The last appeal available to parishioners holding vigil at the long-shuttered St. James the Great Church in Wellesley was filed Wednesday and hand-delivered Thursday to Vatican officials, according to Suzanne Hurley, a spokeswoman for the parishioners.
The appeal, to the highest court of the Vatican, asks that the deconsecration of St. James be reversed. Deconsecration turns a house of religious worship into a secular building.
St. James was closed by the Archdiocese of Boston in 2004 and deconsecrated last July. The parishioners have appealed the closing of the parish and lost. They have also lost an appeal to a lower court in the Vatican to reverse the deconsecration.
Peter Borre, who heads the Council of Parishes, a Boston-based group that advises parishioner groups fighting to reopen churches, said he'd spoken to the parishioners' lawyer in Rome, and confirmed that the appeal had been officially filed.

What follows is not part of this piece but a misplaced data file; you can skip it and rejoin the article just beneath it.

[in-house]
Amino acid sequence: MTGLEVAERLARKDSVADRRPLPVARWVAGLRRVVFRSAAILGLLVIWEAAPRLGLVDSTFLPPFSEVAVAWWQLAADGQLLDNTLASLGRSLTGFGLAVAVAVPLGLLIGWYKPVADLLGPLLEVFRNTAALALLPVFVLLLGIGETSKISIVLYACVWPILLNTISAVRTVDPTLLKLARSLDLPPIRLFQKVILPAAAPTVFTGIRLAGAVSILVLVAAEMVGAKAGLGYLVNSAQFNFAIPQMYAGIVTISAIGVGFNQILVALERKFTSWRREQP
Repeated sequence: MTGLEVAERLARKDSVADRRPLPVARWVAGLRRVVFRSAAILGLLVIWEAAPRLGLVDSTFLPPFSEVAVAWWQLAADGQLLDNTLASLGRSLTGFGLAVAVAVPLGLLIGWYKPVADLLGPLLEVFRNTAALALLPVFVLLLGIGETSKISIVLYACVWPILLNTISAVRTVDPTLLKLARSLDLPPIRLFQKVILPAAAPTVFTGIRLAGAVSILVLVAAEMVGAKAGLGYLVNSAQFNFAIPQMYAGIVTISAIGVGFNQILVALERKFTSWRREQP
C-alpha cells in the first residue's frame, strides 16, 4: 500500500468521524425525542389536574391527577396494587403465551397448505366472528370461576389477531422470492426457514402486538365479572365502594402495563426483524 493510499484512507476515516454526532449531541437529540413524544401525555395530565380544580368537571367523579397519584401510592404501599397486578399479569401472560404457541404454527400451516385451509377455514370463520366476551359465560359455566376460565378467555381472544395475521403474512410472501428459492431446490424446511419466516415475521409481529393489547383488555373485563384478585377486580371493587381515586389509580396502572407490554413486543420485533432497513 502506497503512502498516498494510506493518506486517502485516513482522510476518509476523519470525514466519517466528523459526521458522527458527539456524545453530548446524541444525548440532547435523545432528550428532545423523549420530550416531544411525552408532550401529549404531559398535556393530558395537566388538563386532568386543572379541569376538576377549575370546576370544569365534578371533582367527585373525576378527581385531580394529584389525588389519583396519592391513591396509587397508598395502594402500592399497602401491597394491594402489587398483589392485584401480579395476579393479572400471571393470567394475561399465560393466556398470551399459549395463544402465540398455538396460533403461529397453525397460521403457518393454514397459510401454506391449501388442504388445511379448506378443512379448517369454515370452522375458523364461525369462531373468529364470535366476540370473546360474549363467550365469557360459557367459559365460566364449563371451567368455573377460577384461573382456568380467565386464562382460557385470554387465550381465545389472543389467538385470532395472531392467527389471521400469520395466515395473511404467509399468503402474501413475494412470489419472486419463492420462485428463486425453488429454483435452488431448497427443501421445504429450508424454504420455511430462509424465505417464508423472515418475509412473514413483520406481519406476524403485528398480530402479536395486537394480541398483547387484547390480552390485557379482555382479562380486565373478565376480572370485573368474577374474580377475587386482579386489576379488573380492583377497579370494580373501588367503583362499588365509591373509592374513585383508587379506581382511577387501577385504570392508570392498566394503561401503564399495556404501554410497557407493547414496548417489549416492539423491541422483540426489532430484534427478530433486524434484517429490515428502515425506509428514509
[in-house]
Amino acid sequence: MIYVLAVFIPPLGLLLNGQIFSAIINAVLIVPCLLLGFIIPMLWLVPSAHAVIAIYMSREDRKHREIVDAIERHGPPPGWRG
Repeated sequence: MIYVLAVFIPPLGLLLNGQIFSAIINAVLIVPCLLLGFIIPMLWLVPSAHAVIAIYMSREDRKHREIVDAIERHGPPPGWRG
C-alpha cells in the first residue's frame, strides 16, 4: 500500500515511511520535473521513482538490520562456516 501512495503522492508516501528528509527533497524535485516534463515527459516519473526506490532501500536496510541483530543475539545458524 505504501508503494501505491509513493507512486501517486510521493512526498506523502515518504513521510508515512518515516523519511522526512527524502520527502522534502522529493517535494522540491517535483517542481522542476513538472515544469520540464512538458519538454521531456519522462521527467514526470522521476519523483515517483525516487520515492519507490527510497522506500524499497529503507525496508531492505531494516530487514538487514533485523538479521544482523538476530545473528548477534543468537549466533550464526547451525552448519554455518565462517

A spokesman for the archdiocese said he had not heard that the appeal had been filed.
"We will respect the appeals process as we have from the beginning," said Terry Donilon, Archdiocesan Secretary for Communications, in an email. "Our goal from day one has been a peaceful and prayerful conclusion to the vigils. We remain committed to healing and rebuilding the Archdiocese of Boston."
The town of Wellesley has signed a purchase and sale agreement with the archdiocese to buy the St. James property for $3.8 million. The purchase and sale requires that the town demolish the church and rectory within a year of the sale’s closing.
The sale is dependent on the conclusion of the canonical appeal process. The appeal filed on Wednesday is the parishioner’s last chance. If they lose, they will be forced to leave the church.
The town hopes to turn the 8-acre site on Route 9 into a recreational complex. The purchase of the land is dependent on Special Town Meeting approval. A Special Town Meeting has been scheduled for June 13.
Evan Allen can be reached at firstname.lastname@example.org